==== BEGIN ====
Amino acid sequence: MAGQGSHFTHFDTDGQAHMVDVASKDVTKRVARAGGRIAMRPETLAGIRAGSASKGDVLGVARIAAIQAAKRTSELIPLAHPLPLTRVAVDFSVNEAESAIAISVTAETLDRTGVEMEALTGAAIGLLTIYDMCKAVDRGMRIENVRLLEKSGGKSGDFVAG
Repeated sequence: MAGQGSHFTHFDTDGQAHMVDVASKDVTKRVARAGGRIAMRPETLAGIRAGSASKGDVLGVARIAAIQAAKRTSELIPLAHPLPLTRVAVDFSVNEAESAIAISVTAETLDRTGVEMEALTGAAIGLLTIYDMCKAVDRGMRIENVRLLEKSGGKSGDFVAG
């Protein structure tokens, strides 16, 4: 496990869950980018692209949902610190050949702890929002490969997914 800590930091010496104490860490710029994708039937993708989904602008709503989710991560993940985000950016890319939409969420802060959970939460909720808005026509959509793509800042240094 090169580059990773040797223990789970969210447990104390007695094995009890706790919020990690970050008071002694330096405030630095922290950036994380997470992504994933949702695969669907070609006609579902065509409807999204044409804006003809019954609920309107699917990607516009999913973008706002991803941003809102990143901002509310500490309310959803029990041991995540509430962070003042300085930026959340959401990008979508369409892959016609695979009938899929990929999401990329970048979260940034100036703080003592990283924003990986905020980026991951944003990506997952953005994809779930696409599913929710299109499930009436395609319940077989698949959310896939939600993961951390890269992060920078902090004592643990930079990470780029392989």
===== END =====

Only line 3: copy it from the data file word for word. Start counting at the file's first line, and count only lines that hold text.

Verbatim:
């Protein structure tokens, strides 16, 4: 496990869950980018692209949902610190050949702890929002490969997914 800590930091010496104490860490710029994708039937993708989904602008709503989710991560993940985000950016890319939409969420802060959970939460909720808005026509959509793509800042240094 090169580059990773040797223990789970969210447990104390007695094995009890706790919020990690970050008071002694330096405030630095922290950036994380997470992504994933949702695969669907070609006609579902065509409807999204044409804006003809019954609920309107699917990607516009999913973008706002991803941003809102990143901002509310500490309310959803029990041991995540509430962070003042300085930026959340959401990008979508369409892959016609695979009938899929990929999401990329970048979260940034100036703080003592990283924003990986905020980026991951944003990506997952953005994809779930696409599913929710299109499930009436395609319940077989698949959310896939939600993961951390890269992060920078902090004592643990930079990470780029392989």